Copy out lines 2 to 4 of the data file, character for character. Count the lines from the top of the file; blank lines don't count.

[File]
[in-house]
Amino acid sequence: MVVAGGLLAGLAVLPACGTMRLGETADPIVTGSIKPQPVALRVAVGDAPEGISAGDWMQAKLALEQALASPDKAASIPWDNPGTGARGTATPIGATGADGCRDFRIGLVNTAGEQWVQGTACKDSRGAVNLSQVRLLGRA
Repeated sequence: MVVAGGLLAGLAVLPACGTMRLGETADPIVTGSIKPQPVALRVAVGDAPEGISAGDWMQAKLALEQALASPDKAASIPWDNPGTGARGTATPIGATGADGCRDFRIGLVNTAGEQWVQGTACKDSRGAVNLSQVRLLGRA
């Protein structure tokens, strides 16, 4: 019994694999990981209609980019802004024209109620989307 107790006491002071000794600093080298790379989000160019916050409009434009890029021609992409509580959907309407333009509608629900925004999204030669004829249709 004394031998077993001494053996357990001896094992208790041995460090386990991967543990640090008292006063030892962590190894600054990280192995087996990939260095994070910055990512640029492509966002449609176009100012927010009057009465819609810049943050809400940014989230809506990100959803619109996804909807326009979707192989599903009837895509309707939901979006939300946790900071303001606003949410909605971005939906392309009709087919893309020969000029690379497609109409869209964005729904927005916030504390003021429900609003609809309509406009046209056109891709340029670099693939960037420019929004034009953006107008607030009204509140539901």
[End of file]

Amino acid sequence: MVVAGGLLAGLAVLPACGTMRLGETADPIVTGSIKPQPVALRVAVGDAPEGISAGDWMQAKLALEQALASPDKAASIPWDNPGTGARGTATPIGATGADGCRDFRIGLVNTAGEQWVQGTACKDSRGAVNLSQVRLLGRA
Repeated sequence: MVVAGGLLAGLAVLPACGTMRLGETADPIVTGSIKPQPVALRVAVGDAPEGISAGDWMQAKLALEQALASPDKAASIPWDNPGTGARGTATPIGATGADGCRDFRIGLVNTAGEQWVQGTACKDSRGAVNLSQVRLLGRA
């Protein structure tokens, strides 16, 4: 019994694999990981209609980019802004024209109620989307 107790006491002071000794600093080298790379989000160019916050409009434009890029021609992409509580959907309407333009509608629900925004999204030669004829249709 004394031998077993001494053996357990001896094992208790041995460090386990991967543990640090008292006063030892962590190894600054990280192995087996990939260095994070910055990512640029492509966002449609176009100012927010009057009465819609810049943050809400940014989230809506990100959803619109996804909807326009979707192989599903009837895509309707939901979006939300946790900071303001606003949410909605971005939906392309009709087919893309020969000029690379497609109409869209964005729904927005916030504390003021429900609003609809309509406009046209056109891709340029670099693939960037420019929004034009953006107008607030009204509140539901």